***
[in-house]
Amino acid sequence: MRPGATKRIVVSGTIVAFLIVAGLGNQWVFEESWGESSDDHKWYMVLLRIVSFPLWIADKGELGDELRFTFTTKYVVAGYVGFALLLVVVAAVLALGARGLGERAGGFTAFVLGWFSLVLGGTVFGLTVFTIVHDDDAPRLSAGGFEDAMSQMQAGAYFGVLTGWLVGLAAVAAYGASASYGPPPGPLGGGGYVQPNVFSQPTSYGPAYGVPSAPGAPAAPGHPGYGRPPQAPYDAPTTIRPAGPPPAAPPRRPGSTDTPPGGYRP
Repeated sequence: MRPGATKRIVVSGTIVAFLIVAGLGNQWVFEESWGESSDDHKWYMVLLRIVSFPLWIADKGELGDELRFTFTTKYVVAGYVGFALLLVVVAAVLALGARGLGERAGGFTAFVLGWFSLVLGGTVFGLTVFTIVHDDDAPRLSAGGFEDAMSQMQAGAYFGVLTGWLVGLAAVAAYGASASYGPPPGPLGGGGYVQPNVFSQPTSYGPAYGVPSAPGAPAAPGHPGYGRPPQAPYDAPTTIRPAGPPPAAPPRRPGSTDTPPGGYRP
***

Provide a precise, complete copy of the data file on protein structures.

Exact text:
[in-house]
Amino acid sequence: MRPGATKRIVVSGTIVAFLIVAGLGNQWVFEESWGESSDDHKWYMVLLRIVSFPLWIADKGELGDELRFTFTTKYVVAGYVGFALLLVVVAAVLALGARGLGERAGGFTAFVLGWFSLVLGGTVFGLTVFTIVHDDDAPRLSAGGFEDAMSQMQAGAYFGVLTGWLVGLAAVAAYGASASYGPPPGPLGGGGYVQPNVFSQPTSYGPAYGVPSAPGAPAAPGHPGYGRPPQAPYDAPTTIRPAGPPPAAPPRRPGSTDTPPGGYRP
Repeated sequence: MRPGATKRIVVSGTIVAFLIVAGLGNQWVFEESWGESSDDHKWYMVLLRIVSFPLWIADKGELGDELRFTFTTKYVVAGYVGFALLLVVVAAVLALGARGLGERAGGFTAFVLGWFSLVLGGTVFGLTVFTIVHDDDAPRLSAGGFEDAMSQMQAGAYFGVLTGWLVGLAAVAAYGASASYGPPPGPLGGGGYVQPNVFSQPTSYGPAYGVPSAPGAPAAPGHPGYGRPPQAPYDAPTTIRPAGPPPAAPPRRPGSTDTPPGGYRP